Analysis of business strategies is analyzed on the basis of three audiences. One of them is the practitioners who are responsible for making the decisions, the researchers who look into the management of an organization and the decisions they make, and finally the business school instructors. These are responsible for teaching the frameworks and concepts of business strategy to business students. The students range from MBA candidates, the undergraduates, to those who participate in executive programs.
Concepts for Business Strategies
In business strategy, three fundamental concepts are put into consideration, and they include the value creation and capture. The concept identifies the connection between the notion of economic surplus and the activities carried out by a firm. Here, the welfare of the consumers because their willingness to pay is a representation of the bound on the magnitude of economic surplus that a business is capable of creating through the activities it carries out (McLeod and George 30). The total surplus generated by a business is determined by how it interacts with the external environment and is divided between producer and consumer surplus. Firms that focus on maximizing their profits concentrate more on producer surplus, which in decision making is identified as value capture (McLeod and George 30). However, a firm’s ability to generate the producer surplus is limited to two conditions, either they increase the total value they have created or increasing the share of the entire surplus they have generated (McLeod and George 32).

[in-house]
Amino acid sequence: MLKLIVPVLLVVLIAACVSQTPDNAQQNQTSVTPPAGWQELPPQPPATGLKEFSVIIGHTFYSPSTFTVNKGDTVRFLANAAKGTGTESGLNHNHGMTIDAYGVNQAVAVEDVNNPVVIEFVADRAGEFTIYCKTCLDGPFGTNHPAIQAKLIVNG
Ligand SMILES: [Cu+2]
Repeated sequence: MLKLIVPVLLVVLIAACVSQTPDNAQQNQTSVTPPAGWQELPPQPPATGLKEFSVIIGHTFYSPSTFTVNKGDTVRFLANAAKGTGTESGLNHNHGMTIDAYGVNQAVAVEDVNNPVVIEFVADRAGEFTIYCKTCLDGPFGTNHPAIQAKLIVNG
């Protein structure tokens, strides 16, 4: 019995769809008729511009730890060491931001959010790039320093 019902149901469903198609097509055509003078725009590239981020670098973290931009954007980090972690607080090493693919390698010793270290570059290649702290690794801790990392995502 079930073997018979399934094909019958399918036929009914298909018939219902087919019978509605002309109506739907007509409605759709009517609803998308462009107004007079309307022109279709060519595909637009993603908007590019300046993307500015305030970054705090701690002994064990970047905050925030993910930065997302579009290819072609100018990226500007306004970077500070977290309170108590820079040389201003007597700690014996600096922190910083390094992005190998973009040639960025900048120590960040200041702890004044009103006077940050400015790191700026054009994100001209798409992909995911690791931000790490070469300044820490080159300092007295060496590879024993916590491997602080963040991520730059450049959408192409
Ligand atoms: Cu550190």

Two frameworks for a business strategy are used in explaining the role of a played by the external environment of business in capturing value. One of them is the five forces as described by Michael Porter (McLeod and George 33). The framework avails a detailed list of the economic aspects that adversely interfere with the conversion of created to captured value (McLeod and George 35). Therefore, antitrust concerns come in place when a business strategy is designed in such a manner of mitigating such factors.
Value Creation and Capture
The framework suggests tow ways through which a firm can generate profits, which include that a company can enhance its benefits through the creation of more value, which in this case can be realized through reducing the costs for their products and making their goods more attractive to the consumers. The concept behind these methods is that provided that the share captured does not in any way decrease, profits will always go up.
Enhancing the Creation of Value